Cardinal John Dew is to be one of New Zealand’s representatives at an event in Rome at which pairs of Anglican and Catholic bishops from different countries will meet Pope Francis and the Archbishop of Canterbury.
The event, which is scheduled for October 5-7, will reportedly involve pairs of Anglican and Catholic bishops from 36 countries.
According to a report on Vatican Radio, the pairs of bishops will pray with Pope Francis and Archbishop Justin Welby at the church of St Gregorio al Celio in Rome.
The head of the Anglican Centre in Rome, Archbishop Sir David Moxon, KNZM, told Vatican Radio that the pairs of bishops will be mandated and blessed “to go out and demonstrate partnerships that are possible” in mission and common worship, to show that “no one of us
has got it all together, but together each one of us can share it all”.
This year marks 50 years since the historic meeting between Blessed Pope Paul VI and Archbishop Michael Ramsey in Rome.
That was the first official meeting between a Roman pontiff and an archbishop of Canterbury since the Reformation.
This year is also 50 years since the opening of the Anglican Centre in Rome.
The 1966 meeting between Paul VI and Archbishop Ramsey paved the way for an official dialogue, the Anglican Roman Catholic International Commission.
Archbishop Moxon, who is from New Zealand, is co-chair of ARCIC III, the third phase of the dialogue, which met last month in Canada.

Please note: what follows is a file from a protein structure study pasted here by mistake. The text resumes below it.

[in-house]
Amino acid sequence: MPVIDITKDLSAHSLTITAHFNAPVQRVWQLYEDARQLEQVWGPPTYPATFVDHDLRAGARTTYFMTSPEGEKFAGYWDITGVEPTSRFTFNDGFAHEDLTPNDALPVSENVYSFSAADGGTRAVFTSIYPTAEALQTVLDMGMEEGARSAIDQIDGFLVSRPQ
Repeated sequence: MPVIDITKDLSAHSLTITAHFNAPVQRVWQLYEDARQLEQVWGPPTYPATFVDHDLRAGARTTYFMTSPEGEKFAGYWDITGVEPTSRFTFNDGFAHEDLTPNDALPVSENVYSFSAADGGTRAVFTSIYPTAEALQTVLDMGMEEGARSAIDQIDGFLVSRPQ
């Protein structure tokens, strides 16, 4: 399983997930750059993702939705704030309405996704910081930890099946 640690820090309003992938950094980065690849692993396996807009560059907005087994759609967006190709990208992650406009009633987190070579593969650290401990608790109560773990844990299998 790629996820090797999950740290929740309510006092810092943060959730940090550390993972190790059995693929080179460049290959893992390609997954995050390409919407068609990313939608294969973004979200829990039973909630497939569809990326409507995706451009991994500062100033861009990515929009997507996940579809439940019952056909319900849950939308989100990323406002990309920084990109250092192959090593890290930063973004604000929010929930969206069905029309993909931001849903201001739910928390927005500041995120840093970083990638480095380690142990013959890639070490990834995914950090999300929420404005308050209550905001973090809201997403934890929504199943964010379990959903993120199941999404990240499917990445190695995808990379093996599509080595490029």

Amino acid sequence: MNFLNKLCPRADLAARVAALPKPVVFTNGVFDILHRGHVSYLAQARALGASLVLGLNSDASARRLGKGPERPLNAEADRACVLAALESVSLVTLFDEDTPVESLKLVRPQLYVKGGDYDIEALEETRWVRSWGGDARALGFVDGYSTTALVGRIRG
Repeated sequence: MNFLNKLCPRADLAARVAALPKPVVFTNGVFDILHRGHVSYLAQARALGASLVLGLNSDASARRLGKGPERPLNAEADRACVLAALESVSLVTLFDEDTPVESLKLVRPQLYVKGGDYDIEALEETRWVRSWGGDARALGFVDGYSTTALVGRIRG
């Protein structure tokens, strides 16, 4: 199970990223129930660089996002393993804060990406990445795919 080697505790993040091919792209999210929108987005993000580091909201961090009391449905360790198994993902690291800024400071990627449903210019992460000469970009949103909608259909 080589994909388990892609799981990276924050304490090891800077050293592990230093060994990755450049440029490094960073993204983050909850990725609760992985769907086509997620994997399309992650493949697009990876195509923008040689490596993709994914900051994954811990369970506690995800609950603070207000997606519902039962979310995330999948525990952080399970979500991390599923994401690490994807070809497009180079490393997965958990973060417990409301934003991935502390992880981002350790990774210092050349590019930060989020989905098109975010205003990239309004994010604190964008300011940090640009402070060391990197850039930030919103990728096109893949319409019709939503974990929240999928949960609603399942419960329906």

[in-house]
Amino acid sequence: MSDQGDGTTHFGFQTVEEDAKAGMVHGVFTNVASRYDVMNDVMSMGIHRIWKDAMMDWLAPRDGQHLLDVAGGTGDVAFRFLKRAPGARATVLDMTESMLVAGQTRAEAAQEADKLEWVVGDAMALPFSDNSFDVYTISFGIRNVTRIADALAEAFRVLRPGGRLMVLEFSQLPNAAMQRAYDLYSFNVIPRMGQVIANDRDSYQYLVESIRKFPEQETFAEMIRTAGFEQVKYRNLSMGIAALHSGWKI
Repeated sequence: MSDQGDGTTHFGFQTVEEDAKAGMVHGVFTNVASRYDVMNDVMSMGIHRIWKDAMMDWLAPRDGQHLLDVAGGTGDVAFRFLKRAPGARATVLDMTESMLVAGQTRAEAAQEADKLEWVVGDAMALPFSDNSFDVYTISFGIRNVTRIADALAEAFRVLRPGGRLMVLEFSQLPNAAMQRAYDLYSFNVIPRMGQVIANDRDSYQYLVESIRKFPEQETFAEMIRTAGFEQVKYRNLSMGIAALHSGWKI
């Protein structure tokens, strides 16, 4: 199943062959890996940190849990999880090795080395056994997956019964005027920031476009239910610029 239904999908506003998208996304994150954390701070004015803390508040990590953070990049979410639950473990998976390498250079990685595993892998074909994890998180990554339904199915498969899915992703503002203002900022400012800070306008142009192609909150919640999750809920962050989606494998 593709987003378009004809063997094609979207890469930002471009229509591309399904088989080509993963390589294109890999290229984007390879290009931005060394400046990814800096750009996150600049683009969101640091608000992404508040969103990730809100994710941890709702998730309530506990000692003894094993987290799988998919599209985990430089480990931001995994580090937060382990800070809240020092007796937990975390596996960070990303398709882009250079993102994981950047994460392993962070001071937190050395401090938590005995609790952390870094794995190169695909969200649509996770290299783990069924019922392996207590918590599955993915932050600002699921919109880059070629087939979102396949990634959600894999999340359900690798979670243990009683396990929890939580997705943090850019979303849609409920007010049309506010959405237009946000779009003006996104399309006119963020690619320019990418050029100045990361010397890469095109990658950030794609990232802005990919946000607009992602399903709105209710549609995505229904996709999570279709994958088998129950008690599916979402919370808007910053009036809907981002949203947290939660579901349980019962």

The commission is set to publish a book called Towards a Church Fully Reconciled, which Archbishop Moxon reportedly described as a series of essays that “will tackle the tough difficulties”.
According to a report on the Anglican Communion News Service website, ARCIC
has been practising what is known as the method of “receptive ecumenism”, wherein each group reveals its weaknesses to the other.
Archbishop Moxon was quoted as saying this method means having each partner say to the other, “You tell me your worst nightmare in mission and I’ll tell you mine. In other words, show me your wounds.”
This mutual vulnerability in ecumenical dialogue, the archbishop said, “leads to a mutual courage, a mutual partnership to assist each other in overcoming, and healing, and redeeming together”.
Archbishop Moxon is also the Archbishop of Canterbury’s representative in Rome.